What’s your must-see TV show?
Harry Hill’s TV Burp. It’s one of the few programmes where I’m guaranteed to get one or two really good laughs. A good laugh every 12 minutes is a fantastic ratio in TV.
What’s your guilty pleasure?
Deal or No Deal. I see that as a little treat to myself: if I get a couple of hours’ writing done, I make a cup of tea and watch Noel tell people about “life-changing” money. Now, Noel, £16,000 is barely going to get you a new bathroom in London.
What makes you blush?
I get very uncomfortable whenever I see politicians trying to be hip or funny. They wheeled out Vince Cable at the British Comedy Awards; it’s like wheeling me out at the UN.
What makes you blub?
Any soppy 80s film where it’s laid on with a trowel. My little boy was watching Splash with me and I had to send him on a pretend errand because I knew I’d break down at the point where Tom Hanks leads the mermaid back into the sea.
What would you delete from your wife’s watchlist?
Any period drama. I just hate everything about them: the self-importance, the ridiculous stories, the low-level luridness – like a bad Carry On film without the jokes.
Who makes you tune in?
I’ve got a terrible crush on Kirsty Wark and have had for a number of years. I’ve always had a thing for intellectual women slightly older than me: Joan Bakewell, Anna Raeburn and now Kirsty.
Who’s left you star-struck?
I met David Essex on Loose Women. Blimey, I thought, you were God when I was growing up.
What is your perfect TV dinner?
Anything that my wife’s not cooked. Put it this way: she’s a career girl.
What would you bring back?
I tell you what would be nice: a quiz that you could play at home like Ask the Family. Except nowadays there’d have to be at least three celebrity guests; the son would be dunked if you got a question wrong; and they’d unearth a video of the mum misbehaving in a car park when she was a teenager to show just before the interval…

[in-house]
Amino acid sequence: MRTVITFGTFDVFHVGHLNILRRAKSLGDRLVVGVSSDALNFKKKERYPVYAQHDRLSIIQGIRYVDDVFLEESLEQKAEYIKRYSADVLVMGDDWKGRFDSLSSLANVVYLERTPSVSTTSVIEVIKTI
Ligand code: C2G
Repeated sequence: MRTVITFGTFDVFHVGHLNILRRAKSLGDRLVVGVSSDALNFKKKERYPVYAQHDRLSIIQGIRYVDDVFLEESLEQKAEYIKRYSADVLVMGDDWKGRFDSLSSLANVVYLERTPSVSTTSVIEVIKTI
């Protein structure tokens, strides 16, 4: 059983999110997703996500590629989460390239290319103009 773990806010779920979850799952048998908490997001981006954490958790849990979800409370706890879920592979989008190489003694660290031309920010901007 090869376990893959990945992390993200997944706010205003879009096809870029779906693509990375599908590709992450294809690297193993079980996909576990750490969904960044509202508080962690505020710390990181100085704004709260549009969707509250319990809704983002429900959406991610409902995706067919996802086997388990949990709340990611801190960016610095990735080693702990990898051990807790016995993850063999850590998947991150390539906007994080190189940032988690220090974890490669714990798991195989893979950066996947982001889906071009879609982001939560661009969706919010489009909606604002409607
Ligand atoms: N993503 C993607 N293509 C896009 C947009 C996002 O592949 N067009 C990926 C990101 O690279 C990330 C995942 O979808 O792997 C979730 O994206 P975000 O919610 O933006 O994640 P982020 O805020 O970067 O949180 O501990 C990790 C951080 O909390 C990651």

I also think there’s room for a good old-fashioned sitcom with great big characters and great big jokes like a modern-day Dad’s Army.
Are you tempted to do a sitcom?
Definitely – if a character came along. If it doesn’t, I’ll probably write one myself. It’s the ultimate challenge and where almost every stand-up ends up failing.
When did you know you’d made it?
If you’re a working-class kid who’s done a day’s work on a building site for £50, then you’re on stage doing 20 minutes of something you really enjoy and someone pays you double that – that’s when I cracked it, as far I was concerned. Before that I worked in a fish market, furniture factory, cleaning dishes…
How much would it take to get you into the Celebrity jungle?
I was asked to do it and jokingly said to my agent, “I’d rather eat my own s**t.” “You’re perfect!” he replied. The other side of once being a kid who worked on a building site and has still got his paintbrushes and window cleaning bucket downstairs is that I can go back to that. I don’t need to be famous or ultra-wealthy; I don’t have to eat donkey’s testicles in the jungle.
This is an edited version of an article from the issue of Radio Times magazine that went on sale 7 February 2012.